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'tattle tape'

Page history last edited by PBworks 18 years, 2 months ago

The 'tattle tape' is one of the two major inventions of the 1970s that managed to stop the "most common and the most distressing enemy of books - homo sapiens" (Hamlin, 217. The other was the Check point. Tattle tapes are thin magnetic strips that can be placed inside magazine, books, newspapers or can be placed across audio-video material. Unless desentized an alarm will sound when the materials are passed through a detection device normally placed at the exit. One problem with this system is that some material that are magnetically sensitive such as audio-cassette tapes are not able to be tattle taped.


The "Check Point" system is similar to the tattle tape system in that a magnetic strip in placed inside or across materials and will set off and alarm if passed through a detection device, but unlike the tattle tape system it is not desentized making it more useful for magnetically sensitive material, however it then needs to be handed around the detection device.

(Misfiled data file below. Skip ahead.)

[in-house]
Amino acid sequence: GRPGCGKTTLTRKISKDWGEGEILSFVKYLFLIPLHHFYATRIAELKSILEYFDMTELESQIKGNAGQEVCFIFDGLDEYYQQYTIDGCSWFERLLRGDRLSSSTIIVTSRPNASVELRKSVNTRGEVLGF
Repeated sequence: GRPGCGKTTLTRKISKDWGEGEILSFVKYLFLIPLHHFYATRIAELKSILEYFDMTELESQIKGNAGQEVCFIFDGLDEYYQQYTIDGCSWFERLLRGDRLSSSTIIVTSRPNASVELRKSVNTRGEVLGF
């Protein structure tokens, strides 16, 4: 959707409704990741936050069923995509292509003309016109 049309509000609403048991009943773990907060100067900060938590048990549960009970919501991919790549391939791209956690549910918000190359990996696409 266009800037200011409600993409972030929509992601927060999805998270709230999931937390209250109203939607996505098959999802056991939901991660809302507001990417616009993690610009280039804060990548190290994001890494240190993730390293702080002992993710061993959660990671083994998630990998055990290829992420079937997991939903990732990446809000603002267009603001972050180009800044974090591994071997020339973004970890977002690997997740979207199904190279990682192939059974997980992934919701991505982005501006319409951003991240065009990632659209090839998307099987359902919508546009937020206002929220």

This technology marked a major decrease in book theft as it was far more difficult to remove materials from the library without library staff knowledge. These two systems quickly gained popularity because of both the decrease in theft and the fact that in most case guards no longer needed to be posted at exits.


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Arthur T. Hamlin, "The Technological Revolution" in Arthur T. Hamlin, The University Library in the United States: Its Origins and Development (Philadelphia: University of Pennsylvania Press, 1981) 211-225



Judy Nelson, ed. "A 30 Year Commitment to Libraries" Tattler, Winter 2001 Vol. 11, No. 1


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